Opioid drugs are some of the most physically and mentally addictive substances in the world. Because of this, it can be easy to develop an opioid addiction or substance use disorder. Opioids may be prescription or illicit (illegal) drugs. If someone becomes addicted, the addiction can result in great stress to both the person struggling with it and to their loved ones, causing significant physical, mental, emotional and financial challenges. Someone may want to stop using opioids but find the process difficult because of uncomfortable opioid withdrawal symptoms. Following a professional opioid withdrawal, a treatment plan can help make the recovery process more successful.
Believe it or not, opioids can actually change how the brain works. What makes opioids so powerful? The drugs stimulate a reward process in the brain; chemicals in the drugs attach to special proteins, or receptors, on certain brain cells. When this connection happens, a biochemical reaction occurs that causes a pleasure response in the body.
This pleasurable response usually happens as a result of important life activities like eating and sex. Using opioids without the need to treat significant pain still activates this reward system, but it causes the body to begin to develop a craving, or addiction to the drug to feel the pleasure response. As this usage for pleasure, or a “high,” continues, the brain adjusts and develops a tolerance to the drug. Soon, the brain requires more of the drug to feel the same high. At this point, the brain has become dependent on the drug.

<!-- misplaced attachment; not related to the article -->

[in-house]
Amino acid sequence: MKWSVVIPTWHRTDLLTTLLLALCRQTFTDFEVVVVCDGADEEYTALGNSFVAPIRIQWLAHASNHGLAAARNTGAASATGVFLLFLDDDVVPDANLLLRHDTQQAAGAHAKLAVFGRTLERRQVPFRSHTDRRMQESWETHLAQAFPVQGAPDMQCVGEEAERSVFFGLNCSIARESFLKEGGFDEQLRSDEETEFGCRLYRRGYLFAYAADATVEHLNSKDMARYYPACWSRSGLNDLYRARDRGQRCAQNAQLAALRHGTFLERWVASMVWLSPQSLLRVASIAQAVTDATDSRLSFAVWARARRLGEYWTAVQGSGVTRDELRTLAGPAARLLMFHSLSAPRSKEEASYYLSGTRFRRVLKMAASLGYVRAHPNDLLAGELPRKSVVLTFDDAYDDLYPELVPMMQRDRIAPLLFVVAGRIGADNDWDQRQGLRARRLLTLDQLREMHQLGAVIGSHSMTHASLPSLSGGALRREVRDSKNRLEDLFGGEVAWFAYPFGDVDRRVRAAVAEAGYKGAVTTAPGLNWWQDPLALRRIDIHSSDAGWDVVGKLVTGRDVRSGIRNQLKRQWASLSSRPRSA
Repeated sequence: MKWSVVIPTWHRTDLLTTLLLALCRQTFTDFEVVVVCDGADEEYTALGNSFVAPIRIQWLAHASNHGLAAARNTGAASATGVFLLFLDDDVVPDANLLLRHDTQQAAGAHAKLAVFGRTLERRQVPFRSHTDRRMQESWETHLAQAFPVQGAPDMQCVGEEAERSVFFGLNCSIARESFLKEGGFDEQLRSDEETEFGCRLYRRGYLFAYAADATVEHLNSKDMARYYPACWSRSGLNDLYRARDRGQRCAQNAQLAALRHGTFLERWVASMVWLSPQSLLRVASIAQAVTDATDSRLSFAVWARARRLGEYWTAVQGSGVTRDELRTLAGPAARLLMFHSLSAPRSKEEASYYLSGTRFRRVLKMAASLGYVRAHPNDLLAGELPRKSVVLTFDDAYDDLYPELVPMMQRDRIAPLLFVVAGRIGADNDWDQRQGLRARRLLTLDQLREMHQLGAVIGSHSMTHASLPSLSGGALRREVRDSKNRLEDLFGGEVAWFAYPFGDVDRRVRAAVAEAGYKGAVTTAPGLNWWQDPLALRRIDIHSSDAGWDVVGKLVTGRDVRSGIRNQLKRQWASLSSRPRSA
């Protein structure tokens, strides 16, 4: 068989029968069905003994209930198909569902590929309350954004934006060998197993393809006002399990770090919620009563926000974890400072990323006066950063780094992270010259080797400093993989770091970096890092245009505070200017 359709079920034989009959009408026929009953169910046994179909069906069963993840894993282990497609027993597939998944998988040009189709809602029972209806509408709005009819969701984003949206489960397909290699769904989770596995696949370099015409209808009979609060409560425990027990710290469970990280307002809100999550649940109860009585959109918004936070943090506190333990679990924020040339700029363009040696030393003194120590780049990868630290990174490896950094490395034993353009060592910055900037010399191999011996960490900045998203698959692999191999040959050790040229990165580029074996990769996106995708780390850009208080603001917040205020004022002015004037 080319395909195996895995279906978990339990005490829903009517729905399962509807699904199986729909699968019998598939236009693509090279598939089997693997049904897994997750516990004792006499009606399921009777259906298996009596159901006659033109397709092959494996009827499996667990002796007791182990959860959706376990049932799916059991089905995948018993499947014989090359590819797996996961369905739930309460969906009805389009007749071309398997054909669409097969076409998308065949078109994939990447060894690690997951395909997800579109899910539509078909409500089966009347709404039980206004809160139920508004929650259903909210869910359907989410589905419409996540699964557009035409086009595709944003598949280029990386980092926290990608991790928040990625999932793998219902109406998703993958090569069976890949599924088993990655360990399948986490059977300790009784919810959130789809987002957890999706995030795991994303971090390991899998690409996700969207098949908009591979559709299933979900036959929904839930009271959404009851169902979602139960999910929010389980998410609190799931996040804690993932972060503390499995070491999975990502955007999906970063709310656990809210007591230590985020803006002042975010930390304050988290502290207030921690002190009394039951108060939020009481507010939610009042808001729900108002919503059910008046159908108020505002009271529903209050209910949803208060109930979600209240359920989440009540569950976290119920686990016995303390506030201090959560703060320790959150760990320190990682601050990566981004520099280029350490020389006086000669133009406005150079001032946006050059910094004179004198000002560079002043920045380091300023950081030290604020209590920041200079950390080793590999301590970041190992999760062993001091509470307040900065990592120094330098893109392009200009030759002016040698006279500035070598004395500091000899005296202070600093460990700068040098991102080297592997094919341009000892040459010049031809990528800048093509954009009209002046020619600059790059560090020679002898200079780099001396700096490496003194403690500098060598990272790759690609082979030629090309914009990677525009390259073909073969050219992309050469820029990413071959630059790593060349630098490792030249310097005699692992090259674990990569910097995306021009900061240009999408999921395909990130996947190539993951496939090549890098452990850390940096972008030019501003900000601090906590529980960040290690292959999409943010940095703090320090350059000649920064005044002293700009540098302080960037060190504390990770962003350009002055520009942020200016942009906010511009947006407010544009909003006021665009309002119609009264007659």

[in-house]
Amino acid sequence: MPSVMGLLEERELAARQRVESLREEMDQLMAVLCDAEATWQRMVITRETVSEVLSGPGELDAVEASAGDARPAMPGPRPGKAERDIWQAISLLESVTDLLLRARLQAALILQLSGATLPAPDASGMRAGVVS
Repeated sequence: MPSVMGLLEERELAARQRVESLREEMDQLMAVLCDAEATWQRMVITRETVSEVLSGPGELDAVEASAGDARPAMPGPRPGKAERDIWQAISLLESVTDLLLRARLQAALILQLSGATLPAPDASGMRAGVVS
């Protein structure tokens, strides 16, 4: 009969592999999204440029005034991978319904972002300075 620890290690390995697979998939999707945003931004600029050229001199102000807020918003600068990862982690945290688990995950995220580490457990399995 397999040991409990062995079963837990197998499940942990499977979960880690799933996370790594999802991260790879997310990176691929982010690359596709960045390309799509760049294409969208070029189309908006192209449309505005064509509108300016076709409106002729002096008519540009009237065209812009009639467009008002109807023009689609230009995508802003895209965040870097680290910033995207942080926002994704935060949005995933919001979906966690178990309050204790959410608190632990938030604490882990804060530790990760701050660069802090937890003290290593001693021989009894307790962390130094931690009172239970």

Opioid withdrawal causes uncomfortable but not life-threatening, symptoms. These symptoms usually begin about 12 hours after last using heroin and within about 30 hours of last using methadone. Opioid withdrawal symptoms range in severity depending on several biological factors.
Opioid withdrawal symptoms usually begin within six to 30 hours after the last use, with the worst of the symptoms occurring at about 72 hours after the last time you take the drug. The first week of opioid withdrawal is typically the worst. Symptoms can last up to about a month and may even continue for a few months after you stop using.
During the first few hours of opioid withdrawal, you may experience symptoms such as:
Over the next few days of the withdrawal process, you may encounter more symptoms, including:
You may continue to experience some symptoms for a month or longer. Opioid withdrawal symptoms that may linger often include anxiety, depression, fatigue, and insomnia.
While it’s possible to detox and go through the opioid withdrawal process at home, it can be very difficult to do it alone. Having the emotional support of family and friends is helpful, yet often getting professional help is key to managing the withdrawal process successfully. Professional treatment usually includes three levels: detox, residential and outpatient services. The typical full continuum of care follows these basic steps: